Einstein Field Equations’ Derivation

Einstein wants to explain that source of gravity = measure of curvature. The source of gravity is a stress-energy tensor, as given below: 

Tαβ = \[\begin{bmatrix} \rho & 0 & 0 &0 \\ 0 & P & 0 & 0\\ 0& 0 & P &0 \\ 0 & 0 &0 & P \end{bmatrix}\] ---> \[\begin{bmatrix} \rho & 0 & 0 &0 \\ 0 & 0 & 0 & 0\\ 0& 0 & 0 &0 \\ 0 & 0 &0 & 0 \end{bmatrix}\]

In the matrix, we see that P is tending to become zero. But for Newton's gravity, the mass density is a source of gravity. 

\[\frac{du^{i}}{dr}\] + Γivauvuα= 0

\[\frac{du^{i}}{dr}\] + Γi00== 0

\[\frac{du^{i}}{dr}\] + \[\frac{1}{2}\] \[\frac{\partial g_{00}}{\partial x^{i}}\] = 0

\[\frac{du^{i}}{dr}\] + \[\frac{1}{2}\] \[\frac{\partial \phi }{\partial x^{i}}\] = 0

g00 = -(1 + 2ø)

But we know that ⛛2ø = 4πG𝜌


R𝝁v = -8πGT𝝁v

where -8πGT𝝁v is the constant.


What is an Einstein Tensor? 

Einstein tensor is Ricci tensor, which is trace-reversed. Using the Einstein Field Equation, it is used to describe space-time curvature that is in alignment with the conservation of momentum and energy. 

Einstein Tensor is defined as: 

G = R-½ gR


  • R is the Ricci tensor

  • g is the metric tensor

  • R is the scalar curvature


What is a Stress-Energy Tensor?

Stress energy tensor, defined as the tensor Tαβ is called as a symmetrical tensor. It is used for describing the momentum density and energy of the gravitational field. It is given as: 

Tαβ = Tβα


Einstein Field Equation Open and Closed Models 

In the cosmological application of the general theory of relativity, it is assumed that the distribution of matter in space is isotropic and homogeneous as well. Because of this, the spatial geometry is also isotropic and homogeneous. Under this assumption, Einstein's field equation led to two different non-static universe models: an open model with an infinite space of negative curvature and a closed model with a finite space of positive curvature.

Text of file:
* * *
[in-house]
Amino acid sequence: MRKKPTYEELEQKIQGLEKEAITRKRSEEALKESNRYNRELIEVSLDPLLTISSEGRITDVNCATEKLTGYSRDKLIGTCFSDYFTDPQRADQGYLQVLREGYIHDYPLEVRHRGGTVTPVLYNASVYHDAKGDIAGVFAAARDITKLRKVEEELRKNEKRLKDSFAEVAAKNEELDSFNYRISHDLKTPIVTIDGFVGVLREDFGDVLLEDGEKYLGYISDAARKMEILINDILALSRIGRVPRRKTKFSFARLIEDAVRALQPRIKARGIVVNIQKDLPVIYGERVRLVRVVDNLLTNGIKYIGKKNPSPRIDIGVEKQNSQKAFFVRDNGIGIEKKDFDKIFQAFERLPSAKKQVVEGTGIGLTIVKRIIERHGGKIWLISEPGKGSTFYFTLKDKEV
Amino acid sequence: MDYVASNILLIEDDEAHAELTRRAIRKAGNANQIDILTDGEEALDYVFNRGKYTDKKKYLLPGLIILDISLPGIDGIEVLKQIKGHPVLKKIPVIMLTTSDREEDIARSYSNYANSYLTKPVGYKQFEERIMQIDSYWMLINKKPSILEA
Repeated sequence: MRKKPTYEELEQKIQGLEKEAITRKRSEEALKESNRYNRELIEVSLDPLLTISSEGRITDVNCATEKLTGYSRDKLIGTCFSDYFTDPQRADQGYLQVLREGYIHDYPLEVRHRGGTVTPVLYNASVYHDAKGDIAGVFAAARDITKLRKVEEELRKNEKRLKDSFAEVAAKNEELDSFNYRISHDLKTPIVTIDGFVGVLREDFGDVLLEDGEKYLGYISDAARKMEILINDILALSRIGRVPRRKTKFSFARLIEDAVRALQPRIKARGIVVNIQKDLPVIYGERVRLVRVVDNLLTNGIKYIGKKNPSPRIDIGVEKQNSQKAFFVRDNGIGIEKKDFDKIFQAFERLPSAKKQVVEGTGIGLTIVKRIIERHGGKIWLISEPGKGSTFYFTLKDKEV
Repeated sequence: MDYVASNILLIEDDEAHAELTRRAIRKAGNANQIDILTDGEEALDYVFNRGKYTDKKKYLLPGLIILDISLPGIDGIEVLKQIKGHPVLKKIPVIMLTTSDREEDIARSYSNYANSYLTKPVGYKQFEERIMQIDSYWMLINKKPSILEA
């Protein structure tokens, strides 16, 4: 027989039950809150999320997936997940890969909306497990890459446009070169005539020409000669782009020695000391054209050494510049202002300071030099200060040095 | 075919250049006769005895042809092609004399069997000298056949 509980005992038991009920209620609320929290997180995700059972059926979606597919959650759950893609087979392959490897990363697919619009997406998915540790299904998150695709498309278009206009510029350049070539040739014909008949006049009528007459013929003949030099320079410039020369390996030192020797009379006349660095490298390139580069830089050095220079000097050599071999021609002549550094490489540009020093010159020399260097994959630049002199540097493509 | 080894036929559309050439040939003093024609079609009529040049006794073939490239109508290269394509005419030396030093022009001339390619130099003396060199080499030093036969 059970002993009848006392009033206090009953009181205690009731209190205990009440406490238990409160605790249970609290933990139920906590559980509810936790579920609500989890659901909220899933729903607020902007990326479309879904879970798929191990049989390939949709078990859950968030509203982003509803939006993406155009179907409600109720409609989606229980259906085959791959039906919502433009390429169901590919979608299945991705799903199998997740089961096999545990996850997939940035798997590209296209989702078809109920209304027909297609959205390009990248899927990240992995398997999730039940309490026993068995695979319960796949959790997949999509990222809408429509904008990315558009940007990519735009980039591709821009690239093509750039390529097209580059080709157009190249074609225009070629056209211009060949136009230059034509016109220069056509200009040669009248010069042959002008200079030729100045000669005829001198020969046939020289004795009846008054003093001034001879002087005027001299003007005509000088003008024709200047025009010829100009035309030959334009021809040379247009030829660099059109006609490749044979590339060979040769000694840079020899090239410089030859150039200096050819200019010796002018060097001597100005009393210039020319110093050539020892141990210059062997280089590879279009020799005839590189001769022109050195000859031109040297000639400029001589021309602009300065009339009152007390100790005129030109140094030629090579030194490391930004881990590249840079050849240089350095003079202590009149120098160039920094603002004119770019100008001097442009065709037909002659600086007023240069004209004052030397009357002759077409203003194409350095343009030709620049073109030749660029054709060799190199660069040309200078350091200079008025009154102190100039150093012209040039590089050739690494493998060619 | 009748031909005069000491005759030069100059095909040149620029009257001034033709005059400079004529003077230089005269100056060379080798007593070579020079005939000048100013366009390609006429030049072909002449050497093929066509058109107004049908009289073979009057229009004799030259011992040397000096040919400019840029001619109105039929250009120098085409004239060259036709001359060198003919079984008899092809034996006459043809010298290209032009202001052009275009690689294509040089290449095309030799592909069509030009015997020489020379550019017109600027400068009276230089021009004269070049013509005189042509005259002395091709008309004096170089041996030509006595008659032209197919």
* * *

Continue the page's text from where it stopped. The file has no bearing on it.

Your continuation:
FAQ (Frequently Asked Questions)

1. What is The Field Equation?

In theoretical physics and applied mathematics, a field equation is nothing but a partial differential equation that determines the dynamics of the physical field, specifically the spatial distribution and the time evolution of the field. Einstein’s field equation also deals with space and time at a certain point.

2. What is The Equation Of General Relativity, And What is its Main Idea?

The general theory of relativity, also known as gravitational time dilation is an important phenomenon in the theory of physics. It says that time runs slower in the gravitational field, influenced by gravity. In the equation of general relativity, Vg is the gravitational potential linked with the gravitational field at a location. 

Excluding that, 

E = mc2 is the basic equation of general relativity.

The theory of general relativity was published by Einstein in 1915. The idea of general relativity is that time and space are two main aspects of space-time. Space-time is curved when there is momentum, gravity, energy, and matter. The links between all these forces are also represented in the Einstein equations.